God bless you too, Eddie!

      • Eddie

        August 17, 2016 at 11:54

        Greetings Clifford. I’m not a real stickler when it comes to staying on track all of the time. Side tracks occur.

        Neither do I believe John, the Apostle, is the author of the fourth Gospel. I believe the disciple whom Jesus loved is Barnabas of Acts, and Joseph of Arimathea of the Gospels. He is also Lazarus, the brother of Martha and Mary. Barnabas was a name given him by the Apostles, while Lazarus, I believe, is an encrypted name given him, because the authorities sought his life, on account of Jesus raising him from the dead. The study goes into much more detail, but, for the record, he’s my choice. :-)

        Lord bless.

        • cliffordjonessr

          August 17, 2016 at 12:13

          Okay, now I’m stunned. I’ve never heard anyone apart from myself who thought Joseph of Arimathea was Barnabas.
          He was the groom at the wedding in Cana, I think.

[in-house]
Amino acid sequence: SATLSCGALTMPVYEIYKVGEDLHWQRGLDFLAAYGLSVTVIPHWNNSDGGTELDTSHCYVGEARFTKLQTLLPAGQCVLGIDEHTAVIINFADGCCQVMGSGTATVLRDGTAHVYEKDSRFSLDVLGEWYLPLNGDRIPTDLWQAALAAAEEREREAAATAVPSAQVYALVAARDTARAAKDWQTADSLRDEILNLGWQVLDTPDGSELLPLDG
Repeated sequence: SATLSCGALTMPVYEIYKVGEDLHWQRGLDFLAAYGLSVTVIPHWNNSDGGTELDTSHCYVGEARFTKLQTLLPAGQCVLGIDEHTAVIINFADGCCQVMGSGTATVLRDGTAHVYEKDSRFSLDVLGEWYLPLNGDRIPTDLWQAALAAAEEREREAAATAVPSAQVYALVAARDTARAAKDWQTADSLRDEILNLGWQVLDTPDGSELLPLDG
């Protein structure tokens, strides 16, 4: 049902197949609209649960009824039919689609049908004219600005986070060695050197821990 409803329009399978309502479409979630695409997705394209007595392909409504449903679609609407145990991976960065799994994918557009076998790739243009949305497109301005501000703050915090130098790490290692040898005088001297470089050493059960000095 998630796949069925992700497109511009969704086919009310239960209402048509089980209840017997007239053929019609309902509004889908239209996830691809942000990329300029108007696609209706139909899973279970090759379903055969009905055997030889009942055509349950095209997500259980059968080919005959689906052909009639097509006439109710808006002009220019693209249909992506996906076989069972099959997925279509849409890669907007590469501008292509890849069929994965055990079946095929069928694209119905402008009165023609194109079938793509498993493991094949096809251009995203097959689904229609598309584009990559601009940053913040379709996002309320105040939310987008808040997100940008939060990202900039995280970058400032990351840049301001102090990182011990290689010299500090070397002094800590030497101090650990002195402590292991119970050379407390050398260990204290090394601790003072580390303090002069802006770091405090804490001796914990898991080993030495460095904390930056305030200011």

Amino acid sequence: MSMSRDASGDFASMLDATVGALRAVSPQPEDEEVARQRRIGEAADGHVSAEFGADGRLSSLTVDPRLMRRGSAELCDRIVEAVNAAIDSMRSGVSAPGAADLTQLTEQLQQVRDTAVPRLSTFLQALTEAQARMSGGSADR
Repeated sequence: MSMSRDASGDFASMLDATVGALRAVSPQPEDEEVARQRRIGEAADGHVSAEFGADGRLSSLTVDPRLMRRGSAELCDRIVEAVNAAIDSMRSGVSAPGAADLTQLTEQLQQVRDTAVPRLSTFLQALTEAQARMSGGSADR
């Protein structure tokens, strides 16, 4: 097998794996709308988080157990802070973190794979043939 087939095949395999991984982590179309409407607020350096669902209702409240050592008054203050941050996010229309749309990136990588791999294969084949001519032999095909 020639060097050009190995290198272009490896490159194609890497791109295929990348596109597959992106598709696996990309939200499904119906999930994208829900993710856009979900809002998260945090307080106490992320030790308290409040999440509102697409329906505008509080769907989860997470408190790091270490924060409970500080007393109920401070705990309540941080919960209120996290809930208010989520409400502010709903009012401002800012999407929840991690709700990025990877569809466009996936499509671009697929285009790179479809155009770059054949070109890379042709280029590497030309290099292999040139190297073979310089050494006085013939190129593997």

I don’t want to go further publicly, but I don’t follow you with Lazarus. If he were in the grave at the time, how would he describe his sisters’ behavior outside the tomb? The author states that he was a witness to the things he wrote. I believe Joseph was present and was family but by marriage (mysterious hint without further explanation until I can get the book written).
          Barnabas literally means son of prophecy. So how it interpreted to mean Son of Consolation (the title of my novel)? I think because of the prophecy which is being cited… “Comfort ye, comfort ye my people.” The man who gave Jesus his own grave, who provided the shroud, who later sold the empty grave and adjoining garden to provide the money to the church… so many other comforts that he provided…